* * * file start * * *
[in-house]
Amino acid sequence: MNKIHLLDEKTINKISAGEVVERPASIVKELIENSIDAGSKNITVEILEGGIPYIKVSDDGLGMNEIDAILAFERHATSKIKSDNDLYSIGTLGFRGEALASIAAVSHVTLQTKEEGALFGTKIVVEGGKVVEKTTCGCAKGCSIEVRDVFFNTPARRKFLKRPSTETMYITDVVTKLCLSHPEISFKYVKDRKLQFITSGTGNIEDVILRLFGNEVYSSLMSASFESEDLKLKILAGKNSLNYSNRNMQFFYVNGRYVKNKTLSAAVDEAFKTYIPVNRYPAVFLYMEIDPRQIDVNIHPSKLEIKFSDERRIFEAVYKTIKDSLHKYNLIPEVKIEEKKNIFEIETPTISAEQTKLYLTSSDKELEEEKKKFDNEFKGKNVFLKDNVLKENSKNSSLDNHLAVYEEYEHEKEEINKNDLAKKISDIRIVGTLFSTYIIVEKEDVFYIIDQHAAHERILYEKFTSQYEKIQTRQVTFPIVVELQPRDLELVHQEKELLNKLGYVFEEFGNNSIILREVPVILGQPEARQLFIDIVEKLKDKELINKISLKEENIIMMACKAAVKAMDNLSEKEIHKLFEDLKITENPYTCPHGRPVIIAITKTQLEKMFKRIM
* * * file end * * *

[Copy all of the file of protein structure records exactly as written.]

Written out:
[in-house]
Amino acid sequence: MNKIHLLDEKTINKISAGEVVERPASIVKELIENSIDAGSKNITVEILEGGIPYIKVSDDGLGMNEIDAILAFERHATSKIKSDNDLYSIGTLGFRGEALASIAAVSHVTLQTKEEGALFGTKIVVEGGKVVEKTTCGCAKGCSIEVRDVFFNTPARRKFLKRPSTETMYITDVVTKLCLSHPEISFKYVKDRKLQFITSGTGNIEDVILRLFGNEVYSSLMSASFESEDLKLKILAGKNSLNYSNRNMQFFYVNGRYVKNKTLSAAVDEAFKTYIPVNRYPAVFLYMEIDPRQIDVNIHPSKLEIKFSDERRIFEAVYKTIKDSLHKYNLIPEVKIEEKKNIFEIETPTISAEQTKLYLTSSDKELEEEKKKFDNEFKGKNVFLKDNVLKENSKNSSLDNHLAVYEEYEHEKEEINKNDLAKKISDIRIVGTLFSTYIIVEKEDVFYIIDQHAAHERILYEKFTSQYEKIQTRQVTFPIVVELQPRDLELVHQEKELLNKLGYVFEEFGNNSIILREVPVILGQPEARQLFIDIVEKLKDKELINKISLKEENIIMMACKAAVKAMDNLSEKEIHKLFEDLKITENPYTCPHGRPVIIAITKTQLEKMFKRIM